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Noncardiac genetic predisposition in sudden infant death syndrome

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  • Belinda Gray
  • David J Tester
  • Leonie Ch Wong
  • Pritha Chanana
  • Amie Jaye
  • Jared M Evans
  • Alban-Elouen Baruteau
  • Margaret Evans
  • Peter Fleming
  • Iona Jeffrey
  • Marta Cohen
  • Jacob Tfelt-Hansen
  • Michael A Simpson
  • Michael J Ackerman
  • Elijah R Behr
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PURPOSE: Sudden infant death syndrome (SIDS) is the commonest cause of sudden death of an infant; however, the genetic basis remains poorly understood. We aimed to identify noncardiac genes underpinning SIDS and determine their prevalence compared with ethnically matched controls.

METHODS: Using exome sequencing we assessed the yield of ultrarare nonsynonymous variants (minor allele frequency [MAF] ≤0.00005, dominant model; MAF ≤0.01, recessive model) in 278 European SIDS cases (62% male; average age =2.7 ± 2 months) versus 973 European controls across 61 noncardiac SIDS-susceptibility genes. The variants were classified according to American College of Medical Genetics and Genomics criteria. Case-control, gene-collapsing analysis was performed in eight candidate biological pathways previously implicated in SIDS pathogenesis.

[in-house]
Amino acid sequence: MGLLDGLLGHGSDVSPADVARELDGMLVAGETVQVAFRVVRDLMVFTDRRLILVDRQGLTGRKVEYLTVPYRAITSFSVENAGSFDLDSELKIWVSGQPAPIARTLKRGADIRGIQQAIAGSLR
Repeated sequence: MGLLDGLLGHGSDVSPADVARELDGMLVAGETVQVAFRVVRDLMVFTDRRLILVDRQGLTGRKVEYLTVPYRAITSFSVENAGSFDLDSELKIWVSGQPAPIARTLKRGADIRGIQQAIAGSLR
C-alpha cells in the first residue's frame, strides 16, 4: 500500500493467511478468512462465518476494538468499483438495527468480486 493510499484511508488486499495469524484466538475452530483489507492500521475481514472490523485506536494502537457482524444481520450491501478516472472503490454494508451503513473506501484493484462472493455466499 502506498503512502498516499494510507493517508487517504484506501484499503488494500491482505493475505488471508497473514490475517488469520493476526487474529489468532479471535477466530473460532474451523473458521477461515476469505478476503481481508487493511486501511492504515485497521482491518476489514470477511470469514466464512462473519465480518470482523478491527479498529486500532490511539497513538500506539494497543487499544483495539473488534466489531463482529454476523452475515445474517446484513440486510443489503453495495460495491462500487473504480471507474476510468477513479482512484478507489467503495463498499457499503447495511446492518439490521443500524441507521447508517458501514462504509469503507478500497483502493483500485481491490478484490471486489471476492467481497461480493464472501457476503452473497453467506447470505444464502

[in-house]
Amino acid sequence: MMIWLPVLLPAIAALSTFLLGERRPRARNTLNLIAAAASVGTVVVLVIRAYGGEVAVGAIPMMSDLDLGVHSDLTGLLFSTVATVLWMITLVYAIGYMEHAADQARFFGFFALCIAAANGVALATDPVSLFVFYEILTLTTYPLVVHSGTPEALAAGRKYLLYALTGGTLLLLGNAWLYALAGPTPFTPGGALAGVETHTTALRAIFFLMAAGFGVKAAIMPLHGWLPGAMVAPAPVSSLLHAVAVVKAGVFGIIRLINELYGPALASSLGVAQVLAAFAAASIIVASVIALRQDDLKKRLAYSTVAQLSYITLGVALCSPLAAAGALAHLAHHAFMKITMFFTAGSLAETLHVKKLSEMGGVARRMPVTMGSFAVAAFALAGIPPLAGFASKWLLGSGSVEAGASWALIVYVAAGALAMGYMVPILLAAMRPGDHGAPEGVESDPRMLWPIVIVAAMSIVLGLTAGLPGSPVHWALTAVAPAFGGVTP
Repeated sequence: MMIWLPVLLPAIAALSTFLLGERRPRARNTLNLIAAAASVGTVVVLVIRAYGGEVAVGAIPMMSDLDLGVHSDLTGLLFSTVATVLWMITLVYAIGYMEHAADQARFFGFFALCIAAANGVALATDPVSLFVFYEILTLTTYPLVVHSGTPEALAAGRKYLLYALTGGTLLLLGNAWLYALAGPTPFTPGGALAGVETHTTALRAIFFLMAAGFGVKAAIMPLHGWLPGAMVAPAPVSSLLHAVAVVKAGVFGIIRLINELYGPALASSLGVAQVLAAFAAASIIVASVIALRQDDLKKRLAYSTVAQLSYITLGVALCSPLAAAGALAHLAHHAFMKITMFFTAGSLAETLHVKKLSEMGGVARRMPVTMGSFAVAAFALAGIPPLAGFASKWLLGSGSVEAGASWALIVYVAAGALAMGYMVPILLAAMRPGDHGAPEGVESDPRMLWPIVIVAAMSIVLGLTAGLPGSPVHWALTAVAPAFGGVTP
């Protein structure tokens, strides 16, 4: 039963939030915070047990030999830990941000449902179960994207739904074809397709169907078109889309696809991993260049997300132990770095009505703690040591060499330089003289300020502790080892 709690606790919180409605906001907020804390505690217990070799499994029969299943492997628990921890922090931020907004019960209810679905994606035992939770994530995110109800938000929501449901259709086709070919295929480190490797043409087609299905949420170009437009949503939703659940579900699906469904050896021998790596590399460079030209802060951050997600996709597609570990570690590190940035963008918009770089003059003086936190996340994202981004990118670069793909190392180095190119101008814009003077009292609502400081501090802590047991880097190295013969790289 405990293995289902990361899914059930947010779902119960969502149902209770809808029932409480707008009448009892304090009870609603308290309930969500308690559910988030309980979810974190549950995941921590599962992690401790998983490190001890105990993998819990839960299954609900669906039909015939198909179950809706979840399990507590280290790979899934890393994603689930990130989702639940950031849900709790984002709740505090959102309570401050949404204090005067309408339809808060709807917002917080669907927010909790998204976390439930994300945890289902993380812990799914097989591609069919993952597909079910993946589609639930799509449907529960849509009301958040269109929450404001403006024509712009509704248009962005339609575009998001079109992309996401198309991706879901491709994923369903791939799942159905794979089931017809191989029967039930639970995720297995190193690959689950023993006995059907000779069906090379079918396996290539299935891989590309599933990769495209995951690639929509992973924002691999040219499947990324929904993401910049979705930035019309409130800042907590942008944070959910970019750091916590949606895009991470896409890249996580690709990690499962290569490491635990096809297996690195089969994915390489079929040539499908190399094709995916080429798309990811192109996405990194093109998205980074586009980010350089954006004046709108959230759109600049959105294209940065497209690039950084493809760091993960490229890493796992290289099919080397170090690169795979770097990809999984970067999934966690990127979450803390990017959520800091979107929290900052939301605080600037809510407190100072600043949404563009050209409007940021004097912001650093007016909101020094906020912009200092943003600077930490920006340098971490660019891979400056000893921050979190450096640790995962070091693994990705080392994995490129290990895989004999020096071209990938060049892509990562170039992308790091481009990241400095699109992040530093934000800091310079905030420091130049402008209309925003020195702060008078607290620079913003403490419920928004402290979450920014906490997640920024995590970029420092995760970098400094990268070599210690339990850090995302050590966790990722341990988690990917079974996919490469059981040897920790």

RESULTS: Overall 43/278 SIDS cases harbored an ultrarare single-nucleotide variant compared with 114/973 controls (15.5 vs. 11.7%, p=0.10). Only 2/61 noncardiac genes were significantly overrepresented in cases compared with controls (ECE1, 3/278 [1%] vs. 1/973 [0.1%] p=0.036; SLC6A4, 2/278 [0.7%] vs. 1/973 [0.1%] p=0.049). There was no difference in yield of pathogenic or likely pathogenic variants between cases and controls (1/278 [0.36%] vs. 4/973 [0.41%]; p=1.0). Gene-collapsing analysis did not identify any specific biological pathways to be significantly associated with SIDS.

CONCLUSIONS: A monogenic basis for SIDS amongst the previously implicated noncardiac genes and their encoded biological pathways is negligible.

Original languageEnglish
JournalGenetics in medicine : official journal of the American College of Medical Genetics
Issue number3
Pages (from-to)641-649
Publication statusPublished - Mar 2019

    Research areas

  • Genetics, exome sequencing, molecular autopsy, sudden infant death syndrome, European Continental Ancestry Group/genetics, United States, Humans, Genetic Predisposition to Disease/genetics, Infant, Male, United Kingdom, Genetic Variation/genetics, Case-Control Studies, Gene Frequency/genetics, Whole Exome Sequencing, Exome, Ethnic Groups/genetics, Sudden Infant Death/genetics, Autopsy, Alleles, Female, Mutation, Infant, Newborn

ID: 56383227